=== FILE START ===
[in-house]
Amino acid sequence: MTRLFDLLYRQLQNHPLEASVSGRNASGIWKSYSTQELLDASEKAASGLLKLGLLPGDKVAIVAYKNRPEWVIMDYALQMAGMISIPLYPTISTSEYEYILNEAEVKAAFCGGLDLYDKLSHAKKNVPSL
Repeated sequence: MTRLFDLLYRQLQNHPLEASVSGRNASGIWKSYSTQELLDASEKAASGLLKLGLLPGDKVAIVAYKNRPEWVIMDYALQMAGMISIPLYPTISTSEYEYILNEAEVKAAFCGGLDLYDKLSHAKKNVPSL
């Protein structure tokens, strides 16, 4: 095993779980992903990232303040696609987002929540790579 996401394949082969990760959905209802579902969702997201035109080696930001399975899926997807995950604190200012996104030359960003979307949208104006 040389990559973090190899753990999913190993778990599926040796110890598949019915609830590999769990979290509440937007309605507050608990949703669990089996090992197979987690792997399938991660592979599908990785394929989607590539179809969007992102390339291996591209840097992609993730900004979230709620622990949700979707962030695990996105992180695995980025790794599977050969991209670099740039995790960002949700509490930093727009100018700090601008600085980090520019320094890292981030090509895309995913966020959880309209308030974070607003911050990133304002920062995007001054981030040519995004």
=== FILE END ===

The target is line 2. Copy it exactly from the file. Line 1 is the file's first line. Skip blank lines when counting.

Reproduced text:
Amino acid sequence: MTRLFDLLYRQLQNHPLEASVSGRNASGIWKSYSTQELLDASEKAASGLLKLGLLPGDKVAIVAYKNRPEWVIMDYALQMAGMISIPLYPTISTSEYEYILNEAEVKAAFCGGLDLYDKLSHAKKNVPSL